This story originally appeared on Houston Public Media.
A new scientific study by the state of Texas finds higher than expected levels of certain cancers east Harris County and eastern Houston neighborhoods. But the report only looks at the incidence of cancer. It does not investigate possible causes, such as pollution, nearby industry, lifestyles or random chance.
The study is significant because it was conducted by the Department of State Health Services, not an outside group. The complete report can be read below.
Many residents of east Harris County have long suspected pollution may be harming their health. Neighborhoods there are close to petrochemical plants, oil refineries, several Superfund sites, and other waste and industrial businesses.
But the new report does not address the environment or other potential causes of elevated cancer rates. It simply examines cancer rates by census tract from 1995 to 2012.
Jackie Young, an environmental advocate, said the new study is just a start, but it’s a good one.
“What is making everyone so sick?” Young said.
She has been fighting for the clean-up of a Superfund site called the San Jacinto waste pits. It contains dioxin from paper mills waste that has leaked into the river. It has been temporarily capped, but environmentalists suspect some of the toxins have also flowed into nearby residential areas during flood events. It may have also polluted well water.
“We knew that a lot of our residents and community members have cancer,” Young said. “We know children who have gone blind due to rare forms of cancer. But I was overwhelmed at the amount of cancer that Texas Department of State Health Services found in their study area.”
In certain census tracts, the report found much higher levels than expected for childhood cancers of the brain, skin and eye. Some types of adult cancer were also found at higher rates than expected in certain tracts. In the entire study area, the assessment found more cases than expected of childhood lymphoma and melanoma, and increased cases (for all ages) of brain cancer and cervical cancer.
Establishing the existence of a cancer cluster, and then tracing it to a clear-cut carcinogen, is extremely difficult, said Lisa Gossett, a professor of environmental management at the University of Houston-Clear Lake. Gossett is also an environmental attorney who has volunteered for the San Jacinto River Coalition, an advocacy group led by Young.
“Is there a proven exact connection between these illnesses and that site? I can’t say that,” Gosset said. “Have there been associations with this type of waste and some of these cancers in the past? My understanding is yes, there has been.”
Upon further investigation, some apparent cancer clusters are due to chance or an explanation like a mutation across an extended family, she explained.
But the professor said she was struck by some of the reported incidence rates, such as the childhood cancer rate for retinoblastoma, a cancer of the eye. It was 16 times the statewide rate in one census tract, and 14 times the rate in another tract.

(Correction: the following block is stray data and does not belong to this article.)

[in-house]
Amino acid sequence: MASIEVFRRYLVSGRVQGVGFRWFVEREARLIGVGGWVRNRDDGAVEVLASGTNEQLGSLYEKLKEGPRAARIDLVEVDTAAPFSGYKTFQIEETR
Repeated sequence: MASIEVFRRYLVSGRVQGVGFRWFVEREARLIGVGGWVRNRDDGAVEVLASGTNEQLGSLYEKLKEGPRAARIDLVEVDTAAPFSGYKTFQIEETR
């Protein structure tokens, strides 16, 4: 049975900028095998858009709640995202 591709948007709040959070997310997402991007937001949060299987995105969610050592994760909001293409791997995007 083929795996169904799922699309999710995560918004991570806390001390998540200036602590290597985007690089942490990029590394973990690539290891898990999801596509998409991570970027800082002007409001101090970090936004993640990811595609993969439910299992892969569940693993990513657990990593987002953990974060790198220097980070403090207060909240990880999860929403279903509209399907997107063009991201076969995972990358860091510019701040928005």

“It’s not unusual to have things a little bit outside of the norm,” Gosset said. “But when you start getting 16 times the incidence, I would think that would raise concerns.”
“I don’t think we should jump to conclusions that these findings really mean that there are hazards associated with living in particular areas,” Carson said. “But we do need to go back and go through these data with a fine-tooth comb and figure out what the actual causes are associated with those things.”
Texas officials are considering a plan to do just that. The Department of State Health Services is assembling an expert panel to evaluate whether the state should conduct an epidemiological study to look for reasons why cancer rates are elevated.
It’s the first time Texas has taken this additional step of convening a panel, despite investigating more than 260 suspected cancer clusters across the state.
That in itself is noteworthy, Young said. She admits more research is needed, but she doesn’t think it’s a coincidence that cancer rates appear high in these neighborhoods, and that includes areas near the waste pits.
Young said skeptics of environmental explanations like to highlight unhealthy behaviors and lifestyles as the primary reasons why people get cancer – but they’ll have a hard time with this data, she predicted.
“It’s easy to make excuses – to a certain extent – for adults who have cancer,” Young said. “Because you’ve moved around, (or) maybe some people smoke. It’s much easier to make an excuse.”
The advocate went on to say: “But whenever you have children in multiple areas that have high rates of cancer, especially high rates of rare cancers, you can’t make an excuse for that.”
Industry groups in Houston and across Texas have long resisted calls for more regulation, saying companies have upgraded plants, comply with pollution laws and provide local jobs.
Even if future studies don’t show a reliable link between the cancer rates and pollution, it doesn’t mean pollution isn’t a problem for other diseases such as asthma and heart attacks, Carson emphasized.